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City of Edmonton clamping down on mask mandate in recreation facilities, closing 22 arenas to curb spread of COVID-19

The City of Edmonton is clamping down on enforcement of the mandatory mask bylaw and will require masks in all city recreation facilities even if an individual is exempt.



a person holding a sign: A patron enters the Kinsmen Sports Centre, in Edmonton Monday Aug. 10, 2020. Starting Dec. 1, even individuals who are exempt from wearing face coverings will need to don one in the city's recreation centres.


© Provided by Edmonton Journal
A patron enters the Kinsmen Sports Centre, in Edmonton Monday Aug. 10, 2020. Starting Dec. 1, even individuals who are exempt from wearing face coverings will need to don one in the city’s recreation centres.

On Friday, interim city manager Adam Laughlin announced the change, which will take effect Dec. 1 in an effort to curb the spread of COVID-19 as cases spike in the Edmonton region. The city has previously advised businesses to make accommodations for those exempt from wearing a face covering by allowing them in or providing curb-side pickup.

But Laughlin said further restrictions are required with the growing number of cases. Masks can be removed when exercising or swimming inside the facilities but must be worn at all other times.

There are currently 6,614 active cases of COVID-19 in the Edmonton Zone.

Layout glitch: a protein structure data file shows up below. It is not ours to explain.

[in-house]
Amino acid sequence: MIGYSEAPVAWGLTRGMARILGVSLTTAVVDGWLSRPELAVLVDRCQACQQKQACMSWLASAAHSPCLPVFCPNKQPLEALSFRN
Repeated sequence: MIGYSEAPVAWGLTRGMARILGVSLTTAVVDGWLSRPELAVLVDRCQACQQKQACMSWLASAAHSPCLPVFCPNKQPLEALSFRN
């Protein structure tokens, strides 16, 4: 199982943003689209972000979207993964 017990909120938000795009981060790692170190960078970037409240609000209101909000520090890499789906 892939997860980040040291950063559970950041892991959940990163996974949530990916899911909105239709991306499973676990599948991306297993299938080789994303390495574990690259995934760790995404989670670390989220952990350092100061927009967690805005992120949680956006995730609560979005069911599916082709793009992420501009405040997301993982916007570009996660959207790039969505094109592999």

“We’ve reached the tipping point where the rate of the spread of the virus could grow exponentially and cause even more devastating harm to our health and safety of our residents and our economy,” he said. “The priority right now is shutting down the spread of transmission and protecting our health system.”

The city’s five recreation facilities will remain open for individual exercise and swimming, but Laughlin said 22 arenas will be closing from Dec. 1-18. These arenas weren’t open to the public, but available for bookings by leagues or community organizations. Only the Downtown Community Arena will remain open as part of the World Junior Hockey Championship to be hosted at Rogers Place.

Three city-run senior centres and the St. Francis Xavier Sports Centre will also close and all indoor events and group activities at city facilities will be cancelled, Laughlin said.

Two popular holiday attractions will also look a little different this year. Zoominescence at the Edmonton Valley Zoo will continue but all guests must wear a mask and book timed-entry tickets in advance. Crestwood’s popular Candy Cane Lane will be drive-through only, with sleigh rides and food trucks cancelled this year.

Laughlin cautioned Edmontonians that if there isn’t a reduction in virus transmission by Dec. 15 an expansion or enhancement of restrictions may be required through the holidays. This could include the city taking its own action by ordering the closure of restaurants or businesses.

He also asked residents to avoid non-essential travel as much as possible and shop locally within their neighbourhoods.

Council’s emergency advisory committee is next scheduled to meet on Dec. 10.

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